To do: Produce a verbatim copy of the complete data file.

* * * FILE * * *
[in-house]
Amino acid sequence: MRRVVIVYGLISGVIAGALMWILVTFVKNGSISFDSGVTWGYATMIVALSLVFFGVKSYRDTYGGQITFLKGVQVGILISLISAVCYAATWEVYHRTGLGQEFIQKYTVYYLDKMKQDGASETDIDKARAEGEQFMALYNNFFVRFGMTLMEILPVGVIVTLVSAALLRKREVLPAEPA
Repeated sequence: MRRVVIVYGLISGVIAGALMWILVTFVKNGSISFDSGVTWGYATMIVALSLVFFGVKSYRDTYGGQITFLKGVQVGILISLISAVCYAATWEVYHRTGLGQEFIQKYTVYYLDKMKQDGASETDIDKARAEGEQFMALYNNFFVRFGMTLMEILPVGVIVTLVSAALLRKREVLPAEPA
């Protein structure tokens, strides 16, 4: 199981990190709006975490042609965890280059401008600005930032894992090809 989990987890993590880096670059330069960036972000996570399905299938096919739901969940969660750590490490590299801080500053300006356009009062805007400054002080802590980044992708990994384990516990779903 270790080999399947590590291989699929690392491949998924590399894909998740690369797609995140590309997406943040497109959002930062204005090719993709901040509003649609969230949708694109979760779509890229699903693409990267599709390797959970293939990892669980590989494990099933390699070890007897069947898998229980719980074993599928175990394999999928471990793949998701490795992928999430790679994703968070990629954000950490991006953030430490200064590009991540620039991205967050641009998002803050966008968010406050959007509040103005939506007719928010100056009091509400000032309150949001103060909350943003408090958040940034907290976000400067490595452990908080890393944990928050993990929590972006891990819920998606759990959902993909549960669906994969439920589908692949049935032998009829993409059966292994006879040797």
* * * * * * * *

[in-house]
Amino acid sequence: MRRVVIVYGLISGVIAGALMWILVTFVKNGSISFDSGVTWGYATMIVALSLVFFGVKSYRDTYGGQITFLKGVQVGILISLISAVCYAATWEVYHRTGLGQEFIQKYTVYYLDKMKQDGASETDIDKARAEGEQFMALYNNFFVRFGMTLMEILPVGVIVTLVSAALLRKREVLPAEPA
Repeated sequence: MRRVVIVYGLISGVIAGALMWILVTFVKNGSISFDSGVTWGYATMIVALSLVFFGVKSYRDTYGGQITFLKGVQVGILISLISAVCYAATWEVYHRTGLGQEFIQKYTVYYLDKMKQDGASETDIDKARAEGEQFMALYNNFFVRFGMTLMEILPVGVIVTLVSAALLRKREVLPAEPA
């Protein structure tokens, strides 16, 4: 199981990190709006975490042609965890280059401008600005930032894992090809 989990987890993590880096670059330069960036972000996570399905299938096919739901969940969660750590490490590299801080500053300006356009009062805007400054002080802590980044992708990994384990516990779903 270790080999399947590590291989699929690392491949998924590399894909998740690369797609995140590309997406943040497109959002930062204005090719993709901040509003649609969230949708694109979760779509890229699903693409990267599709390797959970293939990892669980590989494990099933390699070890007897069947898998229980719980074993599928175990394999999928471990793949998701490795992928999430790679994703968070990629954000950490991006953030430490200064590009991540620039991205967050641009998002803050966008968010406050959007509040103005939506007719928010100056009091509400000032309150949001103060909350943003408090958040940034907290976000400067490595452990908080890393944990928050993990929590972006891990819920998606759990959902993909549960669906994969439920589908692949049935032998009829993409059966292994006879040797």